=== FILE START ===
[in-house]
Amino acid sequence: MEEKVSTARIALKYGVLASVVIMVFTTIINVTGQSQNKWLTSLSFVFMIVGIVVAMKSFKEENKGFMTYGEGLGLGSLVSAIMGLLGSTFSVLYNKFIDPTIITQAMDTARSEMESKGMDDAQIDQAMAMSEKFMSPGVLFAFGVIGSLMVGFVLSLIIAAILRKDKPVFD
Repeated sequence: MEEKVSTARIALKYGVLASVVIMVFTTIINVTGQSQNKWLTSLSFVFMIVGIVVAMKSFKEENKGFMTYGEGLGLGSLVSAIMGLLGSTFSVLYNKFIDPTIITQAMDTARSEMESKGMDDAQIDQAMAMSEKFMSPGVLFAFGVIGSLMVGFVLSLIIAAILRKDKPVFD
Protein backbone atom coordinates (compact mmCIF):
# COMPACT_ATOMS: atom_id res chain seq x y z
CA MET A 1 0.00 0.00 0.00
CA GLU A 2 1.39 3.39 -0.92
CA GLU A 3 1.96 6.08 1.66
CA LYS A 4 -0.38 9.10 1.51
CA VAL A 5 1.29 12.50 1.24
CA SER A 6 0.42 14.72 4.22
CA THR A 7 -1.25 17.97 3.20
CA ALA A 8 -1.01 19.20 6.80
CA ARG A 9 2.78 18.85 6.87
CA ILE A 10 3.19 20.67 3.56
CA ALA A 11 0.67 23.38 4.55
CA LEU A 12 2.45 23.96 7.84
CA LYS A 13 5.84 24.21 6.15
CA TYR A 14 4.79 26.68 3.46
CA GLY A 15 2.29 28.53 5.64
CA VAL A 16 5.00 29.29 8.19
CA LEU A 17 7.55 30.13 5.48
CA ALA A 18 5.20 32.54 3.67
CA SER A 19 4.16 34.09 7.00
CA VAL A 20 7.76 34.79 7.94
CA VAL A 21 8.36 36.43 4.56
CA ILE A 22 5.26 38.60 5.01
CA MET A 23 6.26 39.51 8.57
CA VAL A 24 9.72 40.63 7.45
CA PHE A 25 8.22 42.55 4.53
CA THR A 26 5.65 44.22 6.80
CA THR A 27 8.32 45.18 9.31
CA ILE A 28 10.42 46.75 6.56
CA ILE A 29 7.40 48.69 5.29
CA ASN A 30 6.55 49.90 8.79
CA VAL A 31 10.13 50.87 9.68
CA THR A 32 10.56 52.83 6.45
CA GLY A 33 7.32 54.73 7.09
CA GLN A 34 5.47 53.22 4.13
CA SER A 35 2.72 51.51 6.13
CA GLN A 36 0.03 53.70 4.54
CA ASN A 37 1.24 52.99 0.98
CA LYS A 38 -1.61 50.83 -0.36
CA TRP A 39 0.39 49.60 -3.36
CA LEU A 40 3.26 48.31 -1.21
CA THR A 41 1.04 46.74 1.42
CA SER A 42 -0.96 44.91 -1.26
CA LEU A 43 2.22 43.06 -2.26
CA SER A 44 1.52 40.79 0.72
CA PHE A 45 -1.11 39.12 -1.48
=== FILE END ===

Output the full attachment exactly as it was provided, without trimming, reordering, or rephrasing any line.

[in-house]
Amino acid sequence: MEEKVSTARIALKYGVLASVVIMVFTTIINVTGQSQNKWLTSLSFVFMIVGIVVAMKSFKEENKGFMTYGEGLGLGSLVSAIMGLLGSTFSVLYNKFIDPTIITQAMDTARSEMESKGMDDAQIDQAMAMSEKFMSPGVLFAFGVIGSLMVGFVLSLIIAAILRKDKPVFD
Repeated sequence: MEEKVSTARIALKYGVLASVVIMVFTTIINVTGQSQNKWLTSLSFVFMIVGIVVAMKSFKEENKGFMTYGEGLGLGSLVSAIMGLLGSTFSVLYNKFIDPTIITQAMDTARSEMESKGMDDAQIDQAMAMSEKFMSPGVLFAFGVIGSLMVGFVLSLIIAAILRKDKPVFD
Protein backbone atom coordinates (compact mmCIF):
# COMPACT_ATOMS: atom_id res chain seq x y z
CA MET A 1 0.00 0.00 0.00
CA GLU A 2 1.39 3.39 -0.92
CA GLU A 3 1.96 6.08 1.66
CA LYS A 4 -0.38 9.10 1.51
CA VAL A 5 1.29 12.50 1.24
CA SER A 6 0.42 14.72 4.22
CA THR A 7 -1.25 17.97 3.20
CA ALA A 8 -1.01 19.20 6.80
CA ARG A 9 2.78 18.85 6.87
CA ILE A 10 3.19 20.67 3.56
CA ALA A 11 0.67 23.38 4.55
CA LEU A 12 2.45 23.96 7.84
CA LYS A 13 5.84 24.21 6.15
CA TYR A 14 4.79 26.68 3.46
CA GLY A 15 2.29 28.53 5.64
CA VAL A 16 5.00 29.29 8.19
CA LEU A 17 7.55 30.13 5.48
CA ALA A 18 5.20 32.54 3.67
CA SER A 19 4.16 34.09 7.00
CA VAL A 20 7.76 34.79 7.94
CA VAL A 21 8.36 36.43 4.56
CA ILE A 22 5.26 38.60 5.01
CA MET A 23 6.26 39.51 8.57
CA VAL A 24 9.72 40.63 7.45
CA PHE A 25 8.22 42.55 4.53
CA THR A 26 5.65 44.22 6.80
CA THR A 27 8.32 45.18 9.31
CA ILE A 28 10.42 46.75 6.56
CA ILE A 29 7.40 48.69 5.29
CA ASN A 30 6.55 49.90 8.79
CA VAL A 31 10.13 50.87 9.68
CA THR A 32 10.56 52.83 6.45
CA GLY A 33 7.32 54.73 7.09
CA GLN A 34 5.47 53.22 4.13
CA SER A 35 2.72 51.51 6.13
CA GLN A 36 0.03 53.70 4.54
CA ASN A 37 1.24 52.99 0.98
CA LYS A 38 -1.61 50.83 -0.36
CA TRP A 39 0.39 49.60 -3.36
CA LEU A 40 3.26 48.31 -1.21
CA THR A 41 1.04 46.74 1.42
CA SER A 42 -0.96 44.91 -1.26
CA LEU A 43 2.22 43.06 -2.26
CA SER A 44 1.52 40.79 0.72
CA PHE A 45 -1.11 39.12 -1.48